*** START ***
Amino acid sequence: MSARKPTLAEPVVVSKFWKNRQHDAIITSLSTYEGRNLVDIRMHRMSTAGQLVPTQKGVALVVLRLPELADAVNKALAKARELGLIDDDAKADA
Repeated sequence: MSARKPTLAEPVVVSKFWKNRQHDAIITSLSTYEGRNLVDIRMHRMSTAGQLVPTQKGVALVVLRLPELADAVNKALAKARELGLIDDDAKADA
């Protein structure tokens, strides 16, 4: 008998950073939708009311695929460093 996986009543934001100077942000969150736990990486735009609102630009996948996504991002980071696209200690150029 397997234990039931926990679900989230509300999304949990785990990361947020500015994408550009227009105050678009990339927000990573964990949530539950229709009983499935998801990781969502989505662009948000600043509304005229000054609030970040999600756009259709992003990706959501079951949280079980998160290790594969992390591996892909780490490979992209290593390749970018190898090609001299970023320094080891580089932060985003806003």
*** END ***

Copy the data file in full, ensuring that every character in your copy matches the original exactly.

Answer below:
Amino acid sequence: MSARKPTLAEPVVVSKFWKNRQHDAIITSLSTYEGRNLVDIRMHRMSTAGQLVPTQKGVALVVLRLPELADAVNKALAKARELGLIDDDAKADA
Repeated sequence: MSARKPTLAEPVVVSKFWKNRQHDAIITSLSTYEGRNLVDIRMHRMSTAGQLVPTQKGVALVVLRLPELADAVNKALAKARELGLIDDDAKADA
């Protein structure tokens, strides 16, 4: 008998950073939708009311695929460093 996986009543934001100077942000969150736990990486735009609102630009996948996504991002980071696209200690150029 397997234990039931926990679900989230509300999304949990785990990361947020500015994408550009227009105050678009990339927000990573964990949530539950229709009983499935998801990781969502989505662009948000600043509304005229000054609030970040999600756009259709992003990706959501079951949280079980998160290790594969992390591996892909780490490979992209290593390749970018190898090609001299970023320094080891580089932060985003806003």